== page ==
By Allen Browne, July 2004. Updated June 2007
Converting from Access 97
What difficulties will you face if you convert to a more recent version of Access?
- Good news: Most Access 97 databases will convert to a later version and run with little or no change.
- Bad news: Most of the new features in Access 2000, 2002, and 2003 do not work properly, hinder productivity, degrade performance, or are of no use if you store your data in Access tables and use English.
If you are converting to Access 2007, you will also need the information in the Converting to Access 2007 article.
This article gives help in five areas:
Before you convert your databases to a later version:
- Consider a custom install of the new version, so you can instruct it not to remove your Access 97. You may need the old version if there are conversion issues.
- Go to support.microsoft.com, and make certain you have the latest service packs for both:
The bugs in the new versions are so numerous and devastating that it is absolutely essential to have both service packs - things like corrupting databases and duplicating autonumbers.
- your version of Office, and
- JET 4 (Joint Engine Technology is the engine handling Access tables and queries)
- In Access 2003, it is really annoying to be told your database is unsafe every time you open it. Lower your macro security setting:
Tools | Macro | Security | Low
If you do not see that menu option, right-click the toolbar area, customize, and reset the Menu Bar. For more information, see: Sandbox mode
The most common conversion problems are:
Database is corrupt
It is quite common to discover that a working Access 97 database is partially corrupt, and will not convert. Decompile:
- Make a backup copy of your mdb file.
- While Access is not running, enter something like this at the command prompt.
It is one line, and include the quotes:
"c:\Program Files\Microsoft office\office\msaccess.exe" /decompile "c:\MyPath\MyDatabase.mdb"
Then close this instance of Access.
- Open the database, and compact: Tools | Database Utilities | Compact.
- Press Ctrl+G to open the Immediate Window.
From the Debug menu, choose Compile and Save All Modules.
Solve any issues until the mdb does compile.
- Close Access 97. Open your new version, and try the conversion again.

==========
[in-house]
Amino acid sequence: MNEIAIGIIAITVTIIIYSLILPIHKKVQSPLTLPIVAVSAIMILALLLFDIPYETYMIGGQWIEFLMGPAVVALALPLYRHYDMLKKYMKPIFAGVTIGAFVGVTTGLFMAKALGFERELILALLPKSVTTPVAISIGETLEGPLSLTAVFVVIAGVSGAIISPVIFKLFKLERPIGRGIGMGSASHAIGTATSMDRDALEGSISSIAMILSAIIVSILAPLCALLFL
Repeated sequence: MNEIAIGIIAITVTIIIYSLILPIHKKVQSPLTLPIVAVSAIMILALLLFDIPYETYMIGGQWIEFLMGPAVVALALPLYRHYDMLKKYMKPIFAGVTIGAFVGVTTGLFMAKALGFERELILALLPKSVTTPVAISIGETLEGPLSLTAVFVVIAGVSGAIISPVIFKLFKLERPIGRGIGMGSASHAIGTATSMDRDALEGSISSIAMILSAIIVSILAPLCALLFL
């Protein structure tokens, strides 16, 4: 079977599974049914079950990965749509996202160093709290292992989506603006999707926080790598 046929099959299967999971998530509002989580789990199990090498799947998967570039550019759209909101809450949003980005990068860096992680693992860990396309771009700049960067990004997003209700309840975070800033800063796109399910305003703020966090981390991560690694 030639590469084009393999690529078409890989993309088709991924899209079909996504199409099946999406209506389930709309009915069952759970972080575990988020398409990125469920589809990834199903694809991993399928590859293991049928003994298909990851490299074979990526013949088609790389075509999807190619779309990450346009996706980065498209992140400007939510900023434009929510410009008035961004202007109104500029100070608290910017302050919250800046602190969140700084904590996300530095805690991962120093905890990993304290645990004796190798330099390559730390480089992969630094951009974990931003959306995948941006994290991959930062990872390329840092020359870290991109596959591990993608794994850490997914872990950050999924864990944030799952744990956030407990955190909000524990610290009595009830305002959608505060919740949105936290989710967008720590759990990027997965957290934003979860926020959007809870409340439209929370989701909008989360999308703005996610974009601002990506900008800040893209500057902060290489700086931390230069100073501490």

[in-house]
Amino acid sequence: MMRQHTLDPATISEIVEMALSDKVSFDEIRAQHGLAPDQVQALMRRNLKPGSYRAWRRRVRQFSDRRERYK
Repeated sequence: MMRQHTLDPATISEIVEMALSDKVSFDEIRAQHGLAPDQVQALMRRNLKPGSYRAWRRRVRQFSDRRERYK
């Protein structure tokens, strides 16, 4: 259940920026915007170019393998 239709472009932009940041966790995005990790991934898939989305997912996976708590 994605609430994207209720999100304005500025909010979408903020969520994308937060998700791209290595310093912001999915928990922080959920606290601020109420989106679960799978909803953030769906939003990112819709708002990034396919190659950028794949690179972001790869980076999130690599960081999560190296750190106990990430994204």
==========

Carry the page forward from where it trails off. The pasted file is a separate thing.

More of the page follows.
If the database still does not convert, repeat steps 1 - 3 to decompile again. Then create a new (blank) database in your new version, and import everything as described in Recovering from corruption.
References do not convert
If the converted database has problems with Date(), Trim(), Left(), ... check your References. Specific issues:
- ActiveX controls including MS Calendar and MS Graph are likely to break, as the versions may be different.
- A reference to DAO 2.5/3.5 Compatibility Layer, will not work. (This is typical of databases originally written in Access 2 or earlier.) Using Access 97, remove the reference, and re-write affected code.
- If you import everything into a new Access 2000 or 2002 database, you must manually add DAO 3.6 Library.
- Some of the ADO objects have the same name as DAO objects, and may clash, e.g. Recordset, Field, Property,
To solve these issues, open a code window, and choose References from the Tools menu. More information on References.
Form does not convert
Very occasionally, you may find that a converted form fails to work in the new version, and it is not a corruption as discussed above. The converter sometimes mistakes a text box for a label - particularly where the text box is disabled and has no attached label. Of course, the converted form that has a label control bound to a field does not work.
If you strike this rare problem, delete the text box from the Access 97 form, and add it back after conversion.
- An MDE file cannot be converted. You must have the original MDB, as the MDE lacks the text version of the code.
- Special attention may be needed for replication, security, external data sources, or having >1000 code modules (including code-behind-form).
Ignorance is not bliss! The new versions will bite you if you are not aware of the bugs and problems.
- Name AutoCorrect: Every time you create a new database in Access 2000 and later, you must remember to turn off this mis-feature. The list of associated bugs is unbelievable. Once you turn this off (as you must), Access 2003 can no longer trace dependencies or propagate properties.
- Crashes: Subforms may cause Access 2002 and 2003 to crash, i.e. "... shut down by Windows. Sorry for the inconvenience." This happens intermittently if the LinkChildFields property refers to a field in the subform, but there is no control for the field. Open the subform in design view. Add a text box for the foreign key field, and set its Visible property to No. With this done and Name AutoCorrect disabled, Access 2003 may be more stable than 97.
- Themed controls: Under Windows XP, transparency does not work on tab controls, triple-state check boxes are not distinguished visually, and unattached labels flicker badly in Access 2003. In some design settings (e.g. query design, Relationships window) you be unable to select things or scroll.
The check box issue can be solved by setting its BorderStyle to Transparent. The tab transparency issue can be solved by unchecking Tools | Options | Forms/Reports | Use Windows Themed Controls. The other issues can only be solved by disabling the Windows XP themes: right-click the desktop, and set Theme to Windows Classic.
- Performance issues: The newer versions are slower than Access 97. Some factors such as Name AutoCorrect, Subdatasheets and long network path names cause severe degradation. See Tony Toews' Performance FAQ.
- Development time: Every time you create something - a table, a field, a form, ... - you must take the time to change these problem properties.
- Monolithic save: Whenever you save one object (such as a form), Access 2000 and later resave the entire thing. If there are many objects in your database, a save takes much longer. Two people can no longer modify different objects in a file at the same time. And you can no longer query the MSysObjects table for information on when objects were changed.